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Suma

What Is Suma Used for Today? | Dosage | Safety Issues | References

Pfaffia paniculata


Principal Proposed Uses
  • None
Other Proposed Uses
  • Adaptogen (Improve Resistance to Stress); Anxiety; Chronic Fatigue Syndrome; Immune Support; Menopausal Symptoms; Menstrual Problems; Sexual Dysfunction in Men; Sexual Dysfunction in Women; Sickle-Cell Disease; Sports Performance Enhancement; Ulcers


Suma is a large ground vine native to Central and South America. Sometimes called "Brazilian ginseng," native peoples have long used suma to promote robust health as well as to treat practically all illnesses. They called it Para Toda, which means "for all things."1 

 

What Is Suma Used for Today?

Suma's ancient reputation has generated worldwide interest. However, there has been little formal scientific investigation of the herb at this time.

According to most contemporary herbalists, suma is best understood as an adaptogen, a substance that supposedly helps one adapt to stress and fight infection (see the article on ginseng for a more in-depth discussion about adaptogens). Russian Olympic athletes have reportedly used suma (as well as other adaptogens) in the belief that it will enhance sports performance. In the United States, suma is often recommended as a general strengthener of the body, as well as for the treatment of chronic fatigue syndrome, menopausal symptoms, ulcers, anxiety, menstrual problems, impotence, and immune support. The herb also enjoys a considerable reputation as an aphrodisiac. However, there is is no reliable scientific evidence that suma offers any benefits for these conditions. Finally, one test tube study suggests that suma might be helpful for sickle-cell disease,2  but but it is a long way from such preliminary investigations to evidence of efficacy.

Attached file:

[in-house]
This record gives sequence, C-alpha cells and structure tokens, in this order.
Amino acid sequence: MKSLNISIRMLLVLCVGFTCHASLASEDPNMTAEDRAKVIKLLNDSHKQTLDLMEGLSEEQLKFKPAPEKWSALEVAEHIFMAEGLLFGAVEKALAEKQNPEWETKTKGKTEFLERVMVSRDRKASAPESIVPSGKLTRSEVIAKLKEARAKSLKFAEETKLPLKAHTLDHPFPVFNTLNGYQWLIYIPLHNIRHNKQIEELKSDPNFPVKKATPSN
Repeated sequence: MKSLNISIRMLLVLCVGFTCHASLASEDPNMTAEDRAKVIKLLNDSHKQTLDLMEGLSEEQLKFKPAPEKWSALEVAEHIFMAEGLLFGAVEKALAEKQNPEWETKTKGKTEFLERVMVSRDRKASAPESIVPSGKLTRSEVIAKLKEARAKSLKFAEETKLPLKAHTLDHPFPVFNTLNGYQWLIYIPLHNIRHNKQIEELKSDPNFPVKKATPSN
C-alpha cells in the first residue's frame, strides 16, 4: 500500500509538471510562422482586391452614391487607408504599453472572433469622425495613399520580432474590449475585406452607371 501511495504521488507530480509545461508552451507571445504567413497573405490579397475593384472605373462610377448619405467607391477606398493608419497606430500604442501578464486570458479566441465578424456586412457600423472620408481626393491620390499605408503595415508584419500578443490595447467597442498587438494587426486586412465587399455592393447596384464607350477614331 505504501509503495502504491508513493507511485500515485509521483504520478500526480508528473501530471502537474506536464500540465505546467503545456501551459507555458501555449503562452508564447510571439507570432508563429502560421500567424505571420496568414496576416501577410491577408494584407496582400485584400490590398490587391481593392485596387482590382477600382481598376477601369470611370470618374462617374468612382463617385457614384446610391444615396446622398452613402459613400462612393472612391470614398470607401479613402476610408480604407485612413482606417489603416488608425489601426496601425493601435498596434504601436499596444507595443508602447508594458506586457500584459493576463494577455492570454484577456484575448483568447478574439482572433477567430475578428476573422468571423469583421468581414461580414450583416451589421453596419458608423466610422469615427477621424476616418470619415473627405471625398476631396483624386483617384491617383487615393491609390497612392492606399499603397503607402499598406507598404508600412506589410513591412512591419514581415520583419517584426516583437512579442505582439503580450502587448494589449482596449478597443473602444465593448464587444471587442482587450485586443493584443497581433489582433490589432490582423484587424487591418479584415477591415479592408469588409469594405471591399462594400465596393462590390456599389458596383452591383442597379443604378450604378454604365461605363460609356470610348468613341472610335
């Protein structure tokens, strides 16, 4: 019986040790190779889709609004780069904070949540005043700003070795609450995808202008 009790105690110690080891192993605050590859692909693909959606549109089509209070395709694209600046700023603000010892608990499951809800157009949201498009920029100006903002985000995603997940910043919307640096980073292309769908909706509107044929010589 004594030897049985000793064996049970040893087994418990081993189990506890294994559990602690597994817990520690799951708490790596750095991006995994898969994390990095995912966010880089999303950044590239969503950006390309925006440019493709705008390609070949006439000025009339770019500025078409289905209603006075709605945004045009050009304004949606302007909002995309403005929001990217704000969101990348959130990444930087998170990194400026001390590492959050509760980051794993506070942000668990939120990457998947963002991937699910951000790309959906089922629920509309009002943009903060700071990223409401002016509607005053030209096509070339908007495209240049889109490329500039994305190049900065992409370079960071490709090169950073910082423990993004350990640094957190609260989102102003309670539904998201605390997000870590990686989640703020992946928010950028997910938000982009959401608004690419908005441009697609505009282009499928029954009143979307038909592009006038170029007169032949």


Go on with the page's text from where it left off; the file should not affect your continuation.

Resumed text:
Dosage

A typical dosage of suma is 500 mg twice daily. It is usually taken for an extended period of time.

 

Safety Issues

Suma has not been associated with any serious adverse reactions. However, comprehensive safety studies have not been undertaken. Safety in young children, pregnant or nursing women, or those with severe liver or kidney disease has not been established.


References [ + ]

1. De Oliveira F. Pfaffia paniculata (Martius) Kuntze-Brazilian ginseng. Rev Bras Farmacog. 1986;1:86–92.

2. Ballas SK. Short Report: Hydration of sickle erythrocytes using a herbal extract (Pfaffia paniculata) in vitro. Br J Haematol. 2000;111:359–362.



Last reviewed August 2013 by EBSCO CAM Review Board
Last Updated: 8/22/2013

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